Jul 142016

low tidal volume ventilation for abdominal surgeryJon-Emile S. Kenny [@heart_lung]

"An' it ain't no use in turnin' on your light, babe, I'm on the dark side of the road ..."

-Bob Dylan

A 44 year old man with cryptogenic cirrhosis is admitted with large ascites and acute kidney injury.  A 50 mL, diagnostic paracentesis reveals 12 PMNs and he is admitted from the emergency department for further evaluation of his renal dysfunction.  On the medical floor, initial urine sodium is < 10 mEq/L and urine osmolality is 1100 mOsm/kg.  He is labeled as ‘pre-renal’ and given 3 litres of lactated ringers overnight.  The following morning, his urine output is minimal and his creatinine has quintupled.

Cirrhosis and the Kidneys

The pathophysiology of renal dysfunction in cirrhosis is complex, rendering facile explanation illusory; however, this brief review seeks to shed light on the - sometimes forgotten - 'venous side of the road.'  Traditionally, the often-invoked mechanism of renal dysfunction in cirrhosis is the physiologically nebulous construct of ‘arterial under-filling’ - induced by splanchnic endotoxemia.  Like cirrhosis, ‘ineffective arterial perfusion’ has been raised to explain the pathophysiology of kidney injury in acute decompensated heart failure.  Yet a provocative, retrospective, analysis revealed no correlation between cardiac output, cardiac index, arterial blood pressure and the likelihood of worsening renal function.  Importantly, there was a strong, direct correlation between central venous pressure and the likelihood of worsening renal function.  While this study does not prove, mechanistically, that renal venous pressure is the underlying cause of impaired glomerular filtration, it certainly raises surprising questions; especially given that hepatic vein wedge pressure is directly related to sodium avidity in patients with cirrhosis.

Renal Venous Pressure

Intra-abdominal pressure [IAP] has been noted to be an underappreciated enemy of the kidneys.  Indeed, large volume paracentesis improves glomerular filtration and creatinine in both cirrhosis and heart failure.  But how might removal of abdominal fluid improve GFR?  It has been known for well-over a century that increasing renal venous pressure results in salt-avid renal physiology.  That is, raising the pressure within the renal vein leads to low urine sodium, high urine osmolality and augmented renin release.  The mechanism by which this occurs is not entirely clear but may be a consequence of elevated renal interstitial pressure and nephron and/or afferent arterial collapse within the encapsulated kidney.  Notably, development of intra-abdominal hypertension in healthy volunteers reduces GFR and renal plasma flow which is completely reversed with attenuation of the intra-abdominal hypertension.  Interestingly, in a porcine model, compression of the renal vein, but not the kidney itself reduced GFR.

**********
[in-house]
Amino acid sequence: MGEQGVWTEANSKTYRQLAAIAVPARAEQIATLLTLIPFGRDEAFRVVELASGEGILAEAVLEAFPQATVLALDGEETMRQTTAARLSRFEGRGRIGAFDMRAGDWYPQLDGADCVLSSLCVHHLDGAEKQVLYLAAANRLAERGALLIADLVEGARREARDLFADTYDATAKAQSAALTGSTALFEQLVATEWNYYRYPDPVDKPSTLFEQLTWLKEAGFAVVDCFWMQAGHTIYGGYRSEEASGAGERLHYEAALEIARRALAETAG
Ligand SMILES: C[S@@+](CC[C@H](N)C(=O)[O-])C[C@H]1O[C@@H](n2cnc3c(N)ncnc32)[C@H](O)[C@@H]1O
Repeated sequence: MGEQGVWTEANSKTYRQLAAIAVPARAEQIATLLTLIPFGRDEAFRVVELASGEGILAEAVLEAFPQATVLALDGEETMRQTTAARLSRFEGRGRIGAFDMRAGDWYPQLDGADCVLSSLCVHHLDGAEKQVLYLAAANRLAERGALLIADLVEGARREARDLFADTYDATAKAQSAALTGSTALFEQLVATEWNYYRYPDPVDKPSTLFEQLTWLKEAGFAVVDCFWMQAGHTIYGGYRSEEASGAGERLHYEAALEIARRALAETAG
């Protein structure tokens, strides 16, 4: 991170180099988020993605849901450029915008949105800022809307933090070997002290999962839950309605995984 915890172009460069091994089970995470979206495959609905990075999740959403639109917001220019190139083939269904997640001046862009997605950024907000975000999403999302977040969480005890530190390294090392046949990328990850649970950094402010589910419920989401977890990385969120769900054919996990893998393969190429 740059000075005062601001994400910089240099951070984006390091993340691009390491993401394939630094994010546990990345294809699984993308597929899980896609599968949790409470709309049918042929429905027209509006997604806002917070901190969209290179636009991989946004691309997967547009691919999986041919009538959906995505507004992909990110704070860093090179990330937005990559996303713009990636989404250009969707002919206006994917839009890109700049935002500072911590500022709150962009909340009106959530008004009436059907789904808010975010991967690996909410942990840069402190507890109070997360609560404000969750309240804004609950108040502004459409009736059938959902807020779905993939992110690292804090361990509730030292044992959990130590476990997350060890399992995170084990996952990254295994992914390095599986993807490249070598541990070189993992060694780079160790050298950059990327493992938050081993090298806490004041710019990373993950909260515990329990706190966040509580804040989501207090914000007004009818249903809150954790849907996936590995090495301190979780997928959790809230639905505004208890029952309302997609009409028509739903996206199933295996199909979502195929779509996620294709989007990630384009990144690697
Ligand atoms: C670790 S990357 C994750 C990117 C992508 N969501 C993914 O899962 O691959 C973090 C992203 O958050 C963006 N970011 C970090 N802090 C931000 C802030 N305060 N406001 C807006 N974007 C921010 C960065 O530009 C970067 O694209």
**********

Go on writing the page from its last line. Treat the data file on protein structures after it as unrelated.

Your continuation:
Portal Blood Flow

In a terrific review detailing abdominal-renal interactions in heart failure, the importance of portal blood flow is described.  When portal blood flow is diminished, there is accumulation of adenosine within the liver and this triggers renal vasoconstriction via a hepatorenal reflex.  From a teleological perspective, this is an appropriate response as falling hepatic blood flow may indicate a true hypovolemic state.  However, if external compression from ascites and rising intra-abdominal pressure is the etiology, a vicious cycle may result.  The diminution of portal blood flow would be compounded by splanchnic venodilation in response to spontaneous bacterial peritonitis [SBP] which may partially explain why SBP and large ascites are particularly potent perpetrators of kidney injury, profound renal vasocontriction and salt-avidity.